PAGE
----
Are fashion brands right to trial home-compostable bioplastic bags?

Levi Strauss and C&A are set to pilot compostable alternatives to conventional, single-use plastic bags that are often used to pack and post fashion for home deliveries. But a new study out this week questions the climate impact of compostable packaging.

Are fashion brands right to trial home-compostable bioplastic bags?

Pictured: Demin in a home-compostable polybag. Image: TIPA via Fashion for Good

Tuesday (13 December) saw the Amsterdam-based Fashion for Good initiative launching a new ‘Home-Compostable Polybag Project’. Under the project, retailers will trial alternatives to plastic polybags for six months, for applications like transporting products to stores, storing products in warehouses and completing online orders. They will seek to understand the transparency, durability and longevity of the innovative bags, plus how they are managed once they become waste.

Given that the fashion sector now uses more than 180 billion polybags each year, there is the potential for innovative solutions to displace a significant amount of single-use plastics that are hard to recycle.

Levi Strauss and C&A have signed on as the first brands to participate in the Project. They will be trialling compostable solutions from TIPA and Greenhope, which claim that their products will compost in either home composting environments or municipal facilities. Both firms have had the compostability of their packaging verified by a third-party certification scheme. They provide packaging with 25-25% bio-based materials.

Fashion for Good clarified in a statement: “Composting can be tested in two environments, home environments and industrial environments. Home compostability can happen in a backyard composting bin and at ambient temperatures, whereas industrial compostability requires higher temperatures (50-60°C) and specific conditions at a large-scale facility.”

This Project is the latest in a string of efforts to tackle plastic polybags by Fashion for Good. The organisation first stated plans to work on the topic in 2019, promising to look at a mix of solutions including recyclable options, compostables and reusable models. Last year, Fashion for Good published a whitepaper on scaling reusable models following trials with Zalando and Otto.

Commenting on this new phase, Levi Strauss’s chief sustainability officer called it an “exciting opportunity” that “not only moves Levi’s towards achieving [its] goal of eliminating single-use plastic in consumer-facing packaging by 2030, but also puts into practice the industry collaboration required to solve these ubiquitous challenges”.

C&A has a similar goal to replace at least half of single-use plastics in online shopping and the supply chain with more sustainable alternatives by 2028.

A truly sustainable alternative?

Fashion for Good has stated that “bio-based polymers have been found to have a lower carbon footprint when compared with fossil fuel-based polymers. The bio-based polymers are generated from biological feedstock, such as food crops, organic waste and wood pulp. The final compostable plastic blends are generally derived from a mix of bio-based materials and petroleum feedstocks.”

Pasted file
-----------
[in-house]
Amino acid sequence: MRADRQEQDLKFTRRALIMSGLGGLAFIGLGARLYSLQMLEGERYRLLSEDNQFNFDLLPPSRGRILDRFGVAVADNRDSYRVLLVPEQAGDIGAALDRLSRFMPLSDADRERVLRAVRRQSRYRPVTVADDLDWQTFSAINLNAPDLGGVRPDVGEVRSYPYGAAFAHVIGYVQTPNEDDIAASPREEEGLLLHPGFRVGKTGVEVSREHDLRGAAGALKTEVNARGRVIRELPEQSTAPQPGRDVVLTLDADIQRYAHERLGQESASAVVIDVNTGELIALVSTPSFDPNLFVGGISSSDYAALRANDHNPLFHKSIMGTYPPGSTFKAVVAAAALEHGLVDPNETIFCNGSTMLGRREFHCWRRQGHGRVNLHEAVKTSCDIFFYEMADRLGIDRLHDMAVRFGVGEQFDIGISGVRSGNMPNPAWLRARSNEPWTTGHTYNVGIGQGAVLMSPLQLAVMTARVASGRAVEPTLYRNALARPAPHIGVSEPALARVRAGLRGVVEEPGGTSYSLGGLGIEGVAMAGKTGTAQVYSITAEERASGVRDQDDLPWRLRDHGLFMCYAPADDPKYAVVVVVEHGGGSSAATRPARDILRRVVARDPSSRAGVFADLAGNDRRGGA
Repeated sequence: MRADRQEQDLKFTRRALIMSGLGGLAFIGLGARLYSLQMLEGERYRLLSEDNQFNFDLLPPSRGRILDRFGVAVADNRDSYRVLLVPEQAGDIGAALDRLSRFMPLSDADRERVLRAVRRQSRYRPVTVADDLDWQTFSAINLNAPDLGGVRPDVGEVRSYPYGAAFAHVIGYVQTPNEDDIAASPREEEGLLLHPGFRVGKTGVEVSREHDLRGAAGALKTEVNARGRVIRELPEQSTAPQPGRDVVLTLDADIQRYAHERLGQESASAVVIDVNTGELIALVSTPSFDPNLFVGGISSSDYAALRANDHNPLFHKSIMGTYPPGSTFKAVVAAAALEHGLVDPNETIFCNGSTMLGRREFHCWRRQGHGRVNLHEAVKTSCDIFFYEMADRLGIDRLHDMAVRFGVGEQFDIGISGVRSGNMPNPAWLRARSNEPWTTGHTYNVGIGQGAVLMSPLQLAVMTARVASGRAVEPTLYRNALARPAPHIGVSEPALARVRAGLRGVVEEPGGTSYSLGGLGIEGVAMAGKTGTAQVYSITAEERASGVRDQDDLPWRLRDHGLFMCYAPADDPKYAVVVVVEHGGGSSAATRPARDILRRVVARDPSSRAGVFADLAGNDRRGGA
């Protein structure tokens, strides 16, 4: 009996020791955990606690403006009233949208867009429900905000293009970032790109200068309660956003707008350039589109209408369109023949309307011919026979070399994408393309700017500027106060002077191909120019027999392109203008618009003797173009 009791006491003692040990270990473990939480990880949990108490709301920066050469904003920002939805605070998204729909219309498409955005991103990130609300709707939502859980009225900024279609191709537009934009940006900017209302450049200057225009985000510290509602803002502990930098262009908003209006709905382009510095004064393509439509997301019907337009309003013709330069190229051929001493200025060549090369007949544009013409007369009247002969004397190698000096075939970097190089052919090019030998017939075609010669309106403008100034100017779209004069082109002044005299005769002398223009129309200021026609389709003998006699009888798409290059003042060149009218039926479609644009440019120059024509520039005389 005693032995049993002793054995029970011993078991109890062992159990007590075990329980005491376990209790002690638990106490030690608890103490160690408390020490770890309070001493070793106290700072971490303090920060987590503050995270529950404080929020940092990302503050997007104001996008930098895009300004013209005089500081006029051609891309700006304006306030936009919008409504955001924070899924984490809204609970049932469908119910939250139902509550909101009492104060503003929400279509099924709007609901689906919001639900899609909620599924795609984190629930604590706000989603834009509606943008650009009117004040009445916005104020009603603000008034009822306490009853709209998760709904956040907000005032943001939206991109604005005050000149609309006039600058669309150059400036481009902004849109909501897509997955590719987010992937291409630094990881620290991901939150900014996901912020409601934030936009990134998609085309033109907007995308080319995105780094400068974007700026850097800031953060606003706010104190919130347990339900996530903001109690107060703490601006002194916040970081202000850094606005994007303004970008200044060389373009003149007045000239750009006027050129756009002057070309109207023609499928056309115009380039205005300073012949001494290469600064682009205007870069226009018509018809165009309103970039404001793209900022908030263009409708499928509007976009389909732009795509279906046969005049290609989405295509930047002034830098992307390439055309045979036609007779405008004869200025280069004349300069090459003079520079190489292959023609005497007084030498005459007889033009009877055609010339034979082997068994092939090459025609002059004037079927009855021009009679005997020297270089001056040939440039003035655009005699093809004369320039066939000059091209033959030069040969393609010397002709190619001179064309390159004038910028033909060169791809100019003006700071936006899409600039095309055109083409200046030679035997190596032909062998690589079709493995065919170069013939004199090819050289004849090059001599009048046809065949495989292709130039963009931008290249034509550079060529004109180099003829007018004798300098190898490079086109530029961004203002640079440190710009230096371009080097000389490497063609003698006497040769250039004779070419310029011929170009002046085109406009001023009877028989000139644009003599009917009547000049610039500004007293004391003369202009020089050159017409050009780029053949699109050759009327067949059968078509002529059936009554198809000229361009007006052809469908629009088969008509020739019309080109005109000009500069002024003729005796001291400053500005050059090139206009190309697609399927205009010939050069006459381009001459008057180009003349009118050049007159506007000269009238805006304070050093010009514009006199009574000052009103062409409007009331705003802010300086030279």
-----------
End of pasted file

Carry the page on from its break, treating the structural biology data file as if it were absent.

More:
There are questions around whether the petroleum feedstock elements of compostable packaging have a lower carbon footprint, and about what happens to these kinds of materials when they are not processed in a municipal facility.

Packaging provider Sourceful has this week published research revealing that the global compostable packaging market is likely to be three times larger in 2026 than it was in 2021. This means that infrastructure and collection schemes need to be scaled up – the UK, for example, has no public collection schemes for homes and, as such, only 3% of compostables are industrially composted.

Sourceful has emphasised that proper waste management is important because compostables ending up in landfill can have a significant climate impact. A study of the life-cycle emissions of 20 common packaging materials by Sourceful found that bags made with compostable mono-material films, when left to degrade in nature, generate 228 grams of CO2e each. A comparable virgin plastic bag generates 118 grams, the study found.

Looking at emissions across the lifecycle, the conclusion was that the compostable bag would generate 2.5 times more CO2e than the virgin plastic bag if both ended up in landfill.

Most packaging solutions in the compostables market cannot be managed at home at present. So, it bears noting that the solutions being used by Fashion for Good will have a different lifecycle carbon footprint due to their ability to be managed in homes.

Comments (1)

  1. Andrew Stevens says:

    Compostable bags may generate 2.5 times more CO2e than virgin plastic bags, where both end up in landfill, but what about the residues left after composting.

    If compostable bags breakdown to leave the soil either no worse off, or possibly enriched after breakdown, and the virgin plastic leaves the soil worse off or even polluted, including micro-plastics (or worse), then which is the better trade off. More CO2 and less pollution from Compostables or more pollution and micro-plastics and less CO2.

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